4B70.23 - Cloud Formation by Cooling

Code Number:
Demo Title:
Cloud Formation by Cooling
Temperature rise with increasing pressure
Area of Study:
Heat and Fluids & Planetary Astronomy
Plexiglas box, 200 mL of hot water, wooden matches, 2 gal Ziploc bag, and 2 Liters of ice.

See also 4B70.23 in Astronomy.

Pour 200 ml of hot water into the bottom of the Plexiglas container.  Place the 2 Liters of ice into the Ziploc bag and press out any air.  Light 2 wooden matches and throw them into the box with the water and immediately cover with the bag of ice.  As the cloud starts to form you should see a convection current that moves from the hot water to the ice bag and back down.

  • "Teaching Physics", TPT, Vol. 33, # 3, March 1995, p. 191.
  • R. D. Russell,  "Demonstrating Adiabatic Temperature Changes",  TPT, Vol. 25, # 7, p.  450, Oct. 1987.
  • N. David et al., "Monitoring Fog With Cellular Network Infrastructure", Physics Today, March 2015, p. 17.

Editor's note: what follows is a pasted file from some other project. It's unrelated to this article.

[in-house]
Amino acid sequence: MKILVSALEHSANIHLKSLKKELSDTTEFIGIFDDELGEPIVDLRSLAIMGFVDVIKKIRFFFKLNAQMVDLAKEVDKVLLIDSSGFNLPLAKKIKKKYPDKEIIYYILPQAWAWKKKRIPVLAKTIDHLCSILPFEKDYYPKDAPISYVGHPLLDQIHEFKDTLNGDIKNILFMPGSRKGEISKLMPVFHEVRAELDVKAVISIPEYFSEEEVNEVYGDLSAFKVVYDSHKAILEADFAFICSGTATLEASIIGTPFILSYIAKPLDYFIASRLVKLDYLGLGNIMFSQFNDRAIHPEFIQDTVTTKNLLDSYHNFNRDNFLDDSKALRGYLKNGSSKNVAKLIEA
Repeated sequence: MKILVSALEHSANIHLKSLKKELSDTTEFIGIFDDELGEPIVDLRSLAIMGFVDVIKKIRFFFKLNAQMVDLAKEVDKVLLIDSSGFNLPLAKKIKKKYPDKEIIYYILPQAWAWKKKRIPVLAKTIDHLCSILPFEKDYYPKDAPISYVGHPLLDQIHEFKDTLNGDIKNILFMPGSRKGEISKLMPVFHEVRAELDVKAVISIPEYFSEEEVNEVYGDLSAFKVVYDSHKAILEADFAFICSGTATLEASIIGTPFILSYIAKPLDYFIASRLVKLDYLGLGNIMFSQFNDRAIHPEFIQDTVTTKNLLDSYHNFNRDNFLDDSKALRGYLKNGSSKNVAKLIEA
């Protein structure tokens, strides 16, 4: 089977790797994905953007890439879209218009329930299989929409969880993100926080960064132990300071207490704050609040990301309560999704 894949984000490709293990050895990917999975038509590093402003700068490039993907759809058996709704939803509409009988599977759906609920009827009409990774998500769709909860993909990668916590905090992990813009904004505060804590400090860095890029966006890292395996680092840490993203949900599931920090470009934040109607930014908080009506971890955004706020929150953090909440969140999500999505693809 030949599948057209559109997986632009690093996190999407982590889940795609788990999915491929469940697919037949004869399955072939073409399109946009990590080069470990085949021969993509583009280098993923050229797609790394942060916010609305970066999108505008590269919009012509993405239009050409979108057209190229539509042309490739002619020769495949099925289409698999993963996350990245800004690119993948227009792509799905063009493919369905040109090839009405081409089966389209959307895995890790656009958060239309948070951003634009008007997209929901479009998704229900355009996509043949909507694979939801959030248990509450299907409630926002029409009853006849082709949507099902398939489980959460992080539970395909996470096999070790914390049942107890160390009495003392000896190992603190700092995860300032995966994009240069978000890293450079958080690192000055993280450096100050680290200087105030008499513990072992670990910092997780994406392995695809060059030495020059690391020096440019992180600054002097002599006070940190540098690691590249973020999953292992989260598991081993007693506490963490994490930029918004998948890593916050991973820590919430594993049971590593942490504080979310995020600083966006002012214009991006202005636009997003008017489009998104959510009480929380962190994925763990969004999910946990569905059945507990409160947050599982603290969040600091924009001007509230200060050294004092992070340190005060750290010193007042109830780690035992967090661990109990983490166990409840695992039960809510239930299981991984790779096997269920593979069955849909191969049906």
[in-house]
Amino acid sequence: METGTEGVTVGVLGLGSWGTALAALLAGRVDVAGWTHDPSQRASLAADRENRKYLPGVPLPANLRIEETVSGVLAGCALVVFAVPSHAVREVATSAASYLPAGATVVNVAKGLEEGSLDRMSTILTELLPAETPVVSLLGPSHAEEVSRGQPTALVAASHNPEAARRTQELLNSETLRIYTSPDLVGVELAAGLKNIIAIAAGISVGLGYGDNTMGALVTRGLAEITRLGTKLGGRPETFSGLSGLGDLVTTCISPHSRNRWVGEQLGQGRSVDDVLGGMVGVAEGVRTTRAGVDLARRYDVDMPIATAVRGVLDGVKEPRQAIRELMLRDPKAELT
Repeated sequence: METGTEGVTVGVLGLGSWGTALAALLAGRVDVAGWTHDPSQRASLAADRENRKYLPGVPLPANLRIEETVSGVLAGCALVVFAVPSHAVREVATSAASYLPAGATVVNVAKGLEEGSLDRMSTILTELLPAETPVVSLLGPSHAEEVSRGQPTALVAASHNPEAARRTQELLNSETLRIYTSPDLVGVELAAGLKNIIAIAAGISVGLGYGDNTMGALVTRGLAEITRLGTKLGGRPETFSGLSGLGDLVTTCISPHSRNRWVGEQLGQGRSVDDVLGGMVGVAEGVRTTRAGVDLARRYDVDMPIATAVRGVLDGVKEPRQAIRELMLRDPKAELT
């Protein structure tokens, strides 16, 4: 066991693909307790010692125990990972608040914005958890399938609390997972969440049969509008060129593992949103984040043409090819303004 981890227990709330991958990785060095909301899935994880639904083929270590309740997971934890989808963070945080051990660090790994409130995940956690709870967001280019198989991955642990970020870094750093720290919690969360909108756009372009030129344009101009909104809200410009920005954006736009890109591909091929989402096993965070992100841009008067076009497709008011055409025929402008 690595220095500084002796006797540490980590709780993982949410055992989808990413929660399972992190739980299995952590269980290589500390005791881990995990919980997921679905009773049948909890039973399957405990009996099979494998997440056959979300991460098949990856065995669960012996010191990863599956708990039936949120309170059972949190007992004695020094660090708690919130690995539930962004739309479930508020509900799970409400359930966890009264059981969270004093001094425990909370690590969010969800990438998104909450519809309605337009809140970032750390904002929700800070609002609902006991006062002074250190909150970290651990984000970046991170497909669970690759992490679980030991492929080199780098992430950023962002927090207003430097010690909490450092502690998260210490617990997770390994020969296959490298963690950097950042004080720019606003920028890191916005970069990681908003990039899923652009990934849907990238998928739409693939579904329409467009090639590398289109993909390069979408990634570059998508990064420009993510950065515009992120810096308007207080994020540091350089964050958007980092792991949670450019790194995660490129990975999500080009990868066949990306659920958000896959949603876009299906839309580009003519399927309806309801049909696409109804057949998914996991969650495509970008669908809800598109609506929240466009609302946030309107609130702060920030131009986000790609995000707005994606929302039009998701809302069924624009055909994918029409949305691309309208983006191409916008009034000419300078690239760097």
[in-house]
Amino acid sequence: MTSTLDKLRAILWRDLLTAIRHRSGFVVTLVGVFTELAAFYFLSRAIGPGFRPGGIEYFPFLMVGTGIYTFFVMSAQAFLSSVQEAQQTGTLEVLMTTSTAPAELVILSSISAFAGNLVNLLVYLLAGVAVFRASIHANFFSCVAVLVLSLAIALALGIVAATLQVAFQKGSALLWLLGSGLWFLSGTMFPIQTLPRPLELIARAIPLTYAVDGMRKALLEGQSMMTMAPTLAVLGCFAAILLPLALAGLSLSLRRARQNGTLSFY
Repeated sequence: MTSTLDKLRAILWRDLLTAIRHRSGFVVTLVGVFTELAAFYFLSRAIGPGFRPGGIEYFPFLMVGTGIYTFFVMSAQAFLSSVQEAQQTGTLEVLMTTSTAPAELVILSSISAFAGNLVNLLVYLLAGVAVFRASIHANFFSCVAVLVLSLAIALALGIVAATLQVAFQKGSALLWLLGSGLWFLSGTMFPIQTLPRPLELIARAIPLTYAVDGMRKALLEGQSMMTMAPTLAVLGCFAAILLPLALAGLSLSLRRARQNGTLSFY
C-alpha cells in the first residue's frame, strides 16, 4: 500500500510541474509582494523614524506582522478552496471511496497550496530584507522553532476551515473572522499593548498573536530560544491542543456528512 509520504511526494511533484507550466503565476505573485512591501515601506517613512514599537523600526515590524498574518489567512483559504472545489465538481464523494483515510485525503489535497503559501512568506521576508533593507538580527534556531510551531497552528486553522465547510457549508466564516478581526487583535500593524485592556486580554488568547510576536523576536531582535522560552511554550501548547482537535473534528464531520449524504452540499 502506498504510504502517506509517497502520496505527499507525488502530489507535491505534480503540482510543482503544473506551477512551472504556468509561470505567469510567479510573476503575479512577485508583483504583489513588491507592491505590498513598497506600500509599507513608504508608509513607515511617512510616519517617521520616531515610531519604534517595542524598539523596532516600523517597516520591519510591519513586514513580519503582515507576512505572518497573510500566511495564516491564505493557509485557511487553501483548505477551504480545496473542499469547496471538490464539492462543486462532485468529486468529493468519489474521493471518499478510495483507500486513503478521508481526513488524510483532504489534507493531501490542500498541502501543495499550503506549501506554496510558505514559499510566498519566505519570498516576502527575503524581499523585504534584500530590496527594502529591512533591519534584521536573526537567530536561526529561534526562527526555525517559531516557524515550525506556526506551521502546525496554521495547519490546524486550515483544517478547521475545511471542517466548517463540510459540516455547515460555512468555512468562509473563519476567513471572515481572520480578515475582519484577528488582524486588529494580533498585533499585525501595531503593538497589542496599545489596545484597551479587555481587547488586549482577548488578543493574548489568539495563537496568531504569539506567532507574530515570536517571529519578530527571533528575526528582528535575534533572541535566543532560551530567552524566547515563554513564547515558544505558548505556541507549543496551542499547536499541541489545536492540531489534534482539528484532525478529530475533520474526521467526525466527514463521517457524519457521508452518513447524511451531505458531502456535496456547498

• H- 230:  "Saucer Rain - Produce LNG",  DICK and RAE Physics Demo Notebook.
  • H- 360:  "Cloud in Jug - Pump Up Tire",  DICK and RAE Physics Demo Notebook.
  • Charles Vivian, "Make Your Own Rain", Science Experiments & Amusements For Children, p. 67.
  • "Atmospheric Science", Spring 2004, Science Supplement, or The 2004 World Book Science Year, Grolier Inc., ISBN: 0-7172-1580-6.
  • 74, "Drops", Janice VanCleave's Earth Science for Every Kid, p. 164.
  • Joey Green, "Bottled Cloud", The Mad Scientist Handbook, Vol. 2, p. 11.

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